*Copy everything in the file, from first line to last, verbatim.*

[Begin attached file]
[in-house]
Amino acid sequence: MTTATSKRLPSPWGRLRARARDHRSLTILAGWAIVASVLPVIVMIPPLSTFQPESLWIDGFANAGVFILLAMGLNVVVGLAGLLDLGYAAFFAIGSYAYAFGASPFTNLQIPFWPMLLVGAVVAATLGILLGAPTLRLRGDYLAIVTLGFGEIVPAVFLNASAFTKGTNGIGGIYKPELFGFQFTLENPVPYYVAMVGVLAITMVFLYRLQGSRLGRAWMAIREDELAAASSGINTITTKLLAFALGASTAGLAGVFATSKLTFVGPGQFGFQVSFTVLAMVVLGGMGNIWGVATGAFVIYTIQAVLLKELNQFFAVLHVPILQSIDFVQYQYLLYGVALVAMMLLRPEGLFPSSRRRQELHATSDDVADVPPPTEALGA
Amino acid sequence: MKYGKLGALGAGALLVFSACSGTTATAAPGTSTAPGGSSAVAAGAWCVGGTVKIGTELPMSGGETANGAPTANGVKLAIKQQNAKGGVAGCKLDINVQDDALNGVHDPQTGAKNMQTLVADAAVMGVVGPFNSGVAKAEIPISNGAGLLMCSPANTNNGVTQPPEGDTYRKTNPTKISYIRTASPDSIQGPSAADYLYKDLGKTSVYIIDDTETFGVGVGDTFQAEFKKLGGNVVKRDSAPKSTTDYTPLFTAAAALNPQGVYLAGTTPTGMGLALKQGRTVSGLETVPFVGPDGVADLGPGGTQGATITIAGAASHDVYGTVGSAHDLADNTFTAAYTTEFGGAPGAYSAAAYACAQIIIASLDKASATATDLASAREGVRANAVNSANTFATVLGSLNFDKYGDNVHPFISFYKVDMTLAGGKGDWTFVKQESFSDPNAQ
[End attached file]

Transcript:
[in-house]
Amino acid sequence: MTTATSKRLPSPWGRLRARARDHRSLTILAGWAIVASVLPVIVMIPPLSTFQPESLWIDGFANAGVFILLAMGLNVVVGLAGLLDLGYAAFFAIGSYAYAFGASPFTNLQIPFWPMLLVGAVVAATLGILLGAPTLRLRGDYLAIVTLGFGEIVPAVFLNASAFTKGTNGIGGIYKPELFGFQFTLENPVPYYVAMVGVLAITMVFLYRLQGSRLGRAWMAIREDELAAASSGINTITTKLLAFALGASTAGLAGVFATSKLTFVGPGQFGFQVSFTVLAMVVLGGMGNIWGVATGAFVIYTIQAVLLKELNQFFAVLHVPILQSIDFVQYQYLLYGVALVAMMLLRPEGLFPSSRRRQELHATSDDVADVPPPTEALGA
Amino acid sequence: MKYGKLGALGAGALLVFSACSGTTATAAPGTSTAPGGSSAVAAGAWCVGGTVKIGTELPMSGGETANGAPTANGVKLAIKQQNAKGGVAGCKLDINVQDDALNGVHDPQTGAKNMQTLVADAAVMGVVGPFNSGVAKAEIPISNGAGLLMCSPANTNNGVTQPPEGDTYRKTNPTKISYIRTASPDSIQGPSAADYLYKDLGKTSVYIIDDTETFGVGVGDTFQAEFKKLGGNVVKRDSAPKSTTDYTPLFTAAAALNPQGVYLAGTTPTGMGLALKQGRTVSGLETVPFVGPDGVADLGPGGTQGATITIAGAASHDVYGTVGSAHDLADNTFTAAYTTEFGGAPGAYSAAAYACAQIIIASLDKASATATDLASAREGVRANAVNSANTFATVLGSLNFDKYGDNVHPFISFYKVDMTLAGGKGDWTFVKQESFSDPNAQ